Et barn med en ung pige shows a child from the upper echelons of society and, probably, the child’s nanny. Neither person has been identified, but the toddler’s expensive clothes and the pearls and ostrich feathers in the ‘pudding’ safety hat have led some scholars to speculate that it might be a royal child. In that case, the date of the painting would point to the later King Frederik VI, who was born in 1768. It might also be a child whose father is a knight of the Order of the Elephant, as the colours and the ostrich feathers match the habit of the order.

Greater freedom for children

Juel’s portraits of children stood out because he depicted them as children rather than as miniature adults, as was the tradition at the time. Jean-Jacques Rousseau was an important inspiration to many educators and philosophers who transformed the view of parenting and childhood during the 18th century. Instead of being disciplined and chastised, children should be free to experience the world on their own terms. Juel’s portraits of children were informed by this shift in the view of parenting.

The boy in the picture is seated in a high chair, holding an ivory rattle. He is wearing a ‘pudding’ on his head – a padded safety hat that protected toddlers from head injuries if they fell. Thus, the hat suggests that he is allowed to go exploring on his own. The nanny looks at us with confidence and reassurance, perhaps as a reference to the loving care that was mandated in childcare at the time. They lightly hold each other’s hands in a sign of trust. With this painting, Juel combines current educational trends with a charming portrayal of a toddler and a young woman.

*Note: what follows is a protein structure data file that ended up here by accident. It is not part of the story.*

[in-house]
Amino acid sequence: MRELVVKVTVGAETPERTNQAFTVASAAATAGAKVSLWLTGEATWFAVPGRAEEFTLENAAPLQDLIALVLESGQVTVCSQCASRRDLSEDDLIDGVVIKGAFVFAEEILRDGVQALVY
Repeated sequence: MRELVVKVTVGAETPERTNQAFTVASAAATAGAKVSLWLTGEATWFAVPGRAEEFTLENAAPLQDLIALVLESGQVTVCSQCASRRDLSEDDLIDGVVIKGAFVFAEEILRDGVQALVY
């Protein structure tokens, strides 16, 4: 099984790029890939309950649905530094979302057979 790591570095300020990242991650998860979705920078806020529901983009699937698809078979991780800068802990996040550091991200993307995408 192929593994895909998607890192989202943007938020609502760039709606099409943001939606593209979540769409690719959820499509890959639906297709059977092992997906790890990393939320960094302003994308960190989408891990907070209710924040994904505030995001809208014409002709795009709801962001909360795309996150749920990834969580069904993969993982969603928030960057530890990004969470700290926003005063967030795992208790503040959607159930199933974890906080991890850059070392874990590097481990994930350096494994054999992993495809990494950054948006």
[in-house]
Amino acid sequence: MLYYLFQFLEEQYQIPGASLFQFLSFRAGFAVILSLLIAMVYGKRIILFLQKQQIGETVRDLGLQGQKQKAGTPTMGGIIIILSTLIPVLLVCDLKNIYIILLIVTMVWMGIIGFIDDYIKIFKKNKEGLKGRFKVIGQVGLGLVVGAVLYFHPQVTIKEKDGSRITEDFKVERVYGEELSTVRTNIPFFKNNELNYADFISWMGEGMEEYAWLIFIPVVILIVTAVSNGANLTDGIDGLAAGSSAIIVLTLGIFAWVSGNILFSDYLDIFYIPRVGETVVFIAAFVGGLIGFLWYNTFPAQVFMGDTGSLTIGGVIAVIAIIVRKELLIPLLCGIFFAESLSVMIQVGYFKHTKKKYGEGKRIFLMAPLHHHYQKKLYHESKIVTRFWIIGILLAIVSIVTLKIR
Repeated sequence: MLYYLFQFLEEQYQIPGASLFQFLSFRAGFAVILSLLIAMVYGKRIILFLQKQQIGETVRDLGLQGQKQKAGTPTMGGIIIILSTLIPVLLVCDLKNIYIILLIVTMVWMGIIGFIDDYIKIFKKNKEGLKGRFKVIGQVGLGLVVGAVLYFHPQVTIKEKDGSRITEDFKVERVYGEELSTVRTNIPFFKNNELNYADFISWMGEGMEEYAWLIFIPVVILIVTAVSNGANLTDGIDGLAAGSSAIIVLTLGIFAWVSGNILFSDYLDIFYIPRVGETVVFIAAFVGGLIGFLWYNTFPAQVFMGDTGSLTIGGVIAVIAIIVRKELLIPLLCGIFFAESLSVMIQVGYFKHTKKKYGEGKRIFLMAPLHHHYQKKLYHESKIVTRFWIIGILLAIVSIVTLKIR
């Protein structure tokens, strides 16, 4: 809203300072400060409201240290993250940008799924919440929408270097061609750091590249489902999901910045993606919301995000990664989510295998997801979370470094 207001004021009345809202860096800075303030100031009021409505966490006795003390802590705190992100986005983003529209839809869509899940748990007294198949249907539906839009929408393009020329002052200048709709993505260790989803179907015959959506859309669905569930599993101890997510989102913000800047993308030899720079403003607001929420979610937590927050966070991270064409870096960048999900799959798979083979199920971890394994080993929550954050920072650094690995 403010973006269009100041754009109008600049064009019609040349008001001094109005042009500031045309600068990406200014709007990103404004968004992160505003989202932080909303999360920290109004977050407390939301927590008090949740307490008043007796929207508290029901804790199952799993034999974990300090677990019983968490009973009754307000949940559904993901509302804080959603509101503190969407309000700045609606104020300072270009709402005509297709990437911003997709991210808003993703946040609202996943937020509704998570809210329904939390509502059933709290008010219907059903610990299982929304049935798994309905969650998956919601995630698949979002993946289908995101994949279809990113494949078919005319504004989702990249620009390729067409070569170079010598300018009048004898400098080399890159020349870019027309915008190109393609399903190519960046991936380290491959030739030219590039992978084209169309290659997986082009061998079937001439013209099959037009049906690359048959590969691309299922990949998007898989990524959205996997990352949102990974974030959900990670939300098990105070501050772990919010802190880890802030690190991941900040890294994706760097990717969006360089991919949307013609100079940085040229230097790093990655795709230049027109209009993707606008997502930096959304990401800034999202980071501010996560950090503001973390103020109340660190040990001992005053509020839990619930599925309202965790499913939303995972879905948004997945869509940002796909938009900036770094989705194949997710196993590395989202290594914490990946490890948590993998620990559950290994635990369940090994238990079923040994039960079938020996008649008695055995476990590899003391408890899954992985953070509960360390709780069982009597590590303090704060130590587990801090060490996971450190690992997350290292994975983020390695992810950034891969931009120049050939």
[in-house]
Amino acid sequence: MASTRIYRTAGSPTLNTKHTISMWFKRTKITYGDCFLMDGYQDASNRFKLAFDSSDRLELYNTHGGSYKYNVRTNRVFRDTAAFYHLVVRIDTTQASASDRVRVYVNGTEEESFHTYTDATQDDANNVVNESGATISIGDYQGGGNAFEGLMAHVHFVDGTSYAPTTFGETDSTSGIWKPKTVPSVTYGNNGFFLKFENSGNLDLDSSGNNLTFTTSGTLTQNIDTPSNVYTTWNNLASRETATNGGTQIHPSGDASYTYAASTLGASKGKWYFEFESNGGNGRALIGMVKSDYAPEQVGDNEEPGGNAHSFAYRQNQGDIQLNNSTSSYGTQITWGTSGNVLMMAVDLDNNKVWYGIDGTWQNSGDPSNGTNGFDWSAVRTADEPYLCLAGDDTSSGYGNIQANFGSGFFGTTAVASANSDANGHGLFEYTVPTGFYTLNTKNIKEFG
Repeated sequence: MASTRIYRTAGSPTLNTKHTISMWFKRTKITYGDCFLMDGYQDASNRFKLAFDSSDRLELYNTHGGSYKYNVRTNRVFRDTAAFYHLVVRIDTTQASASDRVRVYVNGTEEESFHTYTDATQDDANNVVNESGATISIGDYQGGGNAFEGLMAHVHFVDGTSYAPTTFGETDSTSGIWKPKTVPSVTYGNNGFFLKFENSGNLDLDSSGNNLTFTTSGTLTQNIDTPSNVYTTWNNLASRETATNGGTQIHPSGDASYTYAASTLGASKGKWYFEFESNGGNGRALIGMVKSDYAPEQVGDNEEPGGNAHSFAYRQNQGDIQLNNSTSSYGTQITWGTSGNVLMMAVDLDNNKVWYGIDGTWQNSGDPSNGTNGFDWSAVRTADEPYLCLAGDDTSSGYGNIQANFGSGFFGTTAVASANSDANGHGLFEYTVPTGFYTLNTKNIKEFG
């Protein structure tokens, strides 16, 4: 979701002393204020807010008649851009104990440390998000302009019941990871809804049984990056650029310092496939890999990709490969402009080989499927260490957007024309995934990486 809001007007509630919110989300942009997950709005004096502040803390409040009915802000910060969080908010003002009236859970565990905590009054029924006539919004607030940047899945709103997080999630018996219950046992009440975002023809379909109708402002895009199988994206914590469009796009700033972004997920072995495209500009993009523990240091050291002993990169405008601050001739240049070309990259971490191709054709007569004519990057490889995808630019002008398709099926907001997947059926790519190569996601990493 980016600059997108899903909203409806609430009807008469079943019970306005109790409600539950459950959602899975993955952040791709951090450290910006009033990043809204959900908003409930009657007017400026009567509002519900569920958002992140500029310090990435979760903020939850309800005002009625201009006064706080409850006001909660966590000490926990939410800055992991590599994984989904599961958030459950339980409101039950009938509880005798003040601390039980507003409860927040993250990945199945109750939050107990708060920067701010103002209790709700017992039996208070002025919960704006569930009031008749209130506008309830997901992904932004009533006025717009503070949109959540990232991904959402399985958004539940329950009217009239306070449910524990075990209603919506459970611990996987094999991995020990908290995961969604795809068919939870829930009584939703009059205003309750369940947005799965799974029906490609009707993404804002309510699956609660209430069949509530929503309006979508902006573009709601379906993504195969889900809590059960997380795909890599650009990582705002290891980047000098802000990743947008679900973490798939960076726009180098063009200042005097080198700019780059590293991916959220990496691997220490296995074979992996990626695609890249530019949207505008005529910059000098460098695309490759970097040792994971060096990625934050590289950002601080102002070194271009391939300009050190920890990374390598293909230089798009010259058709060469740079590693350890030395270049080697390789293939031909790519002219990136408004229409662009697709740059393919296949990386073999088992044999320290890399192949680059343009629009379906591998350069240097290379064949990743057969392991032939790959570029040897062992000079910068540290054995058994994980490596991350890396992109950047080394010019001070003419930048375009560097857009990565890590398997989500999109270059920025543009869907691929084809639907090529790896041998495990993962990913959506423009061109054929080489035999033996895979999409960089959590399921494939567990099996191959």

Flattering but realistic

The painting is an early piece in Jens Juel’s oeuvre. Later in his career, he painted children’s portraits that are now recognized as milestones in Danish art history. In 1780, Juel was appointed a Court portrait artist and thus portrayed many members of the royal family. Presumably, one of the reasons he was so popular is that while that his portraits were flattering, they also had a strong realistic quality. The nanny in this painting is a good example. Her slightly swollen cheek, which Juel chose to include in his painting, may be caused by a toothache.

About Jens Juel

Jens Juel (1745–1802) was born in the village of Balslev on the Danish island of Funen (Fyn). Shortly after his confirmation, his parents sent him to Hamburg to apprentice as a painter. After completing his apprenticeship, he attended the Royal Danish Academy of Fine Arts, and in 1772, he set out on an eight-year long Grand Tour with stays in Rome, Paris and Geneva, among other places. Juel was widely recognized as Denmark’s leading portrait artist and painted many distinguished persons. In 1786, he became a professor at the Royal Danish Academy of Fine Arts, which he became the director of in 1795.